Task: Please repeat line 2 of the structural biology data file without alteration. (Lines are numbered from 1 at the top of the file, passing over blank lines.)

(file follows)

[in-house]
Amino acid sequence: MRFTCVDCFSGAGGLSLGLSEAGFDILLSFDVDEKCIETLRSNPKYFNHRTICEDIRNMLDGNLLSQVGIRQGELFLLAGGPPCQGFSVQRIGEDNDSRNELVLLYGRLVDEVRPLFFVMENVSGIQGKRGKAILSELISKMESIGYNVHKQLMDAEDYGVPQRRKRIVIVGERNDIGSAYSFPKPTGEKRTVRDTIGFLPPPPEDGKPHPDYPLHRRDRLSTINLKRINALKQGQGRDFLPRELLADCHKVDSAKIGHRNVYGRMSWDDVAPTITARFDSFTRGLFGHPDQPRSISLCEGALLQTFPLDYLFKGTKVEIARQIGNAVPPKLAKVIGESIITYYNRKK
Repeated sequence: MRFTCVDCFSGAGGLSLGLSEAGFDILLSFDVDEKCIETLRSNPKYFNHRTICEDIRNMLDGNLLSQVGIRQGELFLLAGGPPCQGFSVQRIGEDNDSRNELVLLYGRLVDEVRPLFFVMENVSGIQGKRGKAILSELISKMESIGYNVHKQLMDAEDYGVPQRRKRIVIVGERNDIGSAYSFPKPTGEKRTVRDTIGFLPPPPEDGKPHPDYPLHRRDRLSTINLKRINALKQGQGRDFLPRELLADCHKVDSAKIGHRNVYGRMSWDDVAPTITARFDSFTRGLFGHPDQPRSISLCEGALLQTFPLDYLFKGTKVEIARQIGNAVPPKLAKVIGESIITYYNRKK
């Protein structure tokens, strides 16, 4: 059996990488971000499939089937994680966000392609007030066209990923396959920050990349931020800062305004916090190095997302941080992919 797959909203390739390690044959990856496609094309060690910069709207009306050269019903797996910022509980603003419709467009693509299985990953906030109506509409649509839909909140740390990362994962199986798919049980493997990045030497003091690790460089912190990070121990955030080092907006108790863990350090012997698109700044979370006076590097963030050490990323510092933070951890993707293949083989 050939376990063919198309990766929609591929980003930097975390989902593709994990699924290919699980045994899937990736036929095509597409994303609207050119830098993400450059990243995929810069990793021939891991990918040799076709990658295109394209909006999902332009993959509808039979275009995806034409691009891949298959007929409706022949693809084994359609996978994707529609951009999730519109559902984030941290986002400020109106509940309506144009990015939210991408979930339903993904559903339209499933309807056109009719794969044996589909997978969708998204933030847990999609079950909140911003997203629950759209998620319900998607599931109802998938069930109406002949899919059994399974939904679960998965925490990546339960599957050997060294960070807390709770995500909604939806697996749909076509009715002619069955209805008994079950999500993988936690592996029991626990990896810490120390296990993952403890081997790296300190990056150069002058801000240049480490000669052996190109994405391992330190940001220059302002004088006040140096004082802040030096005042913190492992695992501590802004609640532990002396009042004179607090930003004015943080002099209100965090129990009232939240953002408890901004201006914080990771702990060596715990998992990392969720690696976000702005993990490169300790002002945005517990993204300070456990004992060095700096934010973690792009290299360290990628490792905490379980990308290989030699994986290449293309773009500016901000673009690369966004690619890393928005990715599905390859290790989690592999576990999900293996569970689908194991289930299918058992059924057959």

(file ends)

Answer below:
Amino acid sequence: MRFTCVDCFSGAGGLSLGLSEAGFDILLSFDVDEKCIETLRSNPKYFNHRTICEDIRNMLDGNLLSQVGIRQGELFLLAGGPPCQGFSVQRIGEDNDSRNELVLLYGRLVDEVRPLFFVMENVSGIQGKRGKAILSELISKMESIGYNVHKQLMDAEDYGVPQRRKRIVIVGERNDIGSAYSFPKPTGEKRTVRDTIGFLPPPPEDGKPHPDYPLHRRDRLSTINLKRINALKQGQGRDFLPRELLADCHKVDSAKIGHRNVYGRMSWDDVAPTITARFDSFTRGLFGHPDQPRSISLCEGALLQTFPLDYLFKGTKVEIARQIGNAVPPKLAKVIGESIITYYNRKK